Dawson City's mining recorder is having a busy summer, and some locals believe reality TV is one of the reasons.
"It's been fairly hectic," said Janet Bell-MacDonald at the Dawson Mining Lands Office. "We have up to 30 visitors a day coming through our office."
Bell-MacDonald says 1129 quartz claims were staked last month, up from just 184 in June of last year — a six-fold increase.
The number of placer claims staked is also up, from 57 in June 2015 to 265 last month.
What accounts for the jump?
Bell-MacDonald said it's hard to say exactly, since there are no statistics to track why people are staking, but she said there are likely several factors.
"We speculate that probably some of the situation in Alberta, with the downturn in oil and gas, probably had some people thinking that this might be an alternate place to find work," she said.
Explaining the rules
Then there's the TV factor — with a rich vein of popular reality programs about living and mining in Yukon.
"Definitely the television series, the reality mining shows, are encouraging people to come to the territory. Some just to visit and see what is going on, others to try their hand at mining."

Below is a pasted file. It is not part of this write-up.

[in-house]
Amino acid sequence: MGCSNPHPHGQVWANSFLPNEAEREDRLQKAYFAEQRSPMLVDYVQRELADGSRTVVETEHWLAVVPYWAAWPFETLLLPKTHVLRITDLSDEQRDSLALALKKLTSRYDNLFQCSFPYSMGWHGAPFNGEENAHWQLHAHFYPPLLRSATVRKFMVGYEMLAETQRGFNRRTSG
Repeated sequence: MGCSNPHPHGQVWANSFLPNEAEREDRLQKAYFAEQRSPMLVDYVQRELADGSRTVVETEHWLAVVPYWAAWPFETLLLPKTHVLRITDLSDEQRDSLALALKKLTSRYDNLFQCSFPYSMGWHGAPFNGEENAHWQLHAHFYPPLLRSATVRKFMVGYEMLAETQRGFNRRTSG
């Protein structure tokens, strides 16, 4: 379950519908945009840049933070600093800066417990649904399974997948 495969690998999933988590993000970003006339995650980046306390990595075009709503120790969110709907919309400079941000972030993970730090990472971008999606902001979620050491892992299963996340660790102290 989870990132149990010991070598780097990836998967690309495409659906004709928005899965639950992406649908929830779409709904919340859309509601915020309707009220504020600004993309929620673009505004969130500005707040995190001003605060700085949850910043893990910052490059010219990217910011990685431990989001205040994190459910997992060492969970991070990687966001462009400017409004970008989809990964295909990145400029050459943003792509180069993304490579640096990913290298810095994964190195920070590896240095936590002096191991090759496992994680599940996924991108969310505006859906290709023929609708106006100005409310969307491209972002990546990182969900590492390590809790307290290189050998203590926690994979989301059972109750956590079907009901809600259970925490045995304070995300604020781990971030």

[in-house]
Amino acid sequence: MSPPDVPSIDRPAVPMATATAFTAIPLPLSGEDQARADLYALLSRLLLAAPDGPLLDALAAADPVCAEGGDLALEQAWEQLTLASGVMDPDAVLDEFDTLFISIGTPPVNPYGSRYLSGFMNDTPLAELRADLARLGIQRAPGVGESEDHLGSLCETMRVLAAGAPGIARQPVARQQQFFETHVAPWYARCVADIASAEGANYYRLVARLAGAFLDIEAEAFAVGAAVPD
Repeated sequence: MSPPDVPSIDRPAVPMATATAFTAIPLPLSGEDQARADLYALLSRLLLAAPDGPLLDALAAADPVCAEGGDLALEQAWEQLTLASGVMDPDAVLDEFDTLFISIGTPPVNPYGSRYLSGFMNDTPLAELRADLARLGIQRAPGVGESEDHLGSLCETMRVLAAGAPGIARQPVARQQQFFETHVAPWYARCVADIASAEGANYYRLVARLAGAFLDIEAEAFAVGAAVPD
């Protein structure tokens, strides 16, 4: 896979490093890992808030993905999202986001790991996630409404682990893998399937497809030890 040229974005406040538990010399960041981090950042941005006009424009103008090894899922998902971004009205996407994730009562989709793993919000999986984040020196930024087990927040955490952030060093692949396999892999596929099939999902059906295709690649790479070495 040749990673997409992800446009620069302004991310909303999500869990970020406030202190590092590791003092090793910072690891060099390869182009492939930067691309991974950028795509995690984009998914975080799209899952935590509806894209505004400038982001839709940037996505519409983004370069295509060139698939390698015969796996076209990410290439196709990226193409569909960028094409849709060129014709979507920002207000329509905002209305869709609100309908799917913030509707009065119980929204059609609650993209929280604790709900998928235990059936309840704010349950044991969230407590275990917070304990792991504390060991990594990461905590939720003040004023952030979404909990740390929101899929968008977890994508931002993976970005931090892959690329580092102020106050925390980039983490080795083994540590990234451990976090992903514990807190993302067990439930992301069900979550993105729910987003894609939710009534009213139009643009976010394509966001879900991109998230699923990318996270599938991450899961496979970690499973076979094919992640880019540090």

Bell-MacDonald says some of the hopeful new prospectors are coming from all over Canada, the U.S., Europe, Australia and New Zealand. Her office staff are spending a lot of time explaining the rules, she says.
"A lot of people don't understand how the mining system works here. They come in and they want to pay their $10 to buy a claim. It's a bit of a shock to them when we tell them that our legislation was written in 1905 and it requires on-the-ground staking.
"So if they want to stake a claim, they will have to make their way into the bush and find some open ground and put some posts in the ground."
'It takes a special set of skills'
Paul Robitaille, a manager with the Klondike Visitors Association, has also noticed a lot of reality TV fans around Dawson City this summer, some there to stake claims, others just to sight-see.
"Gold fever is alive and well," he said, "it's always going to be something that drives people to do something that's unexpected."
Robitaille thinks Yukon's TV exposure is good for tourism, but he does wonder whether it might create unrealistic expectations for people who want to head into the bush and find a fortune.
"Everybody that came during the  gold rush could tell you it's not that easy.
"And, any gold miner will tell you that it's hard work and it takes a special set of skills. So. I'm thinking that a lot of these people will be disappointed."
Still, Robitaille welcomes everyone to come to Dawson City and try their hand at mining.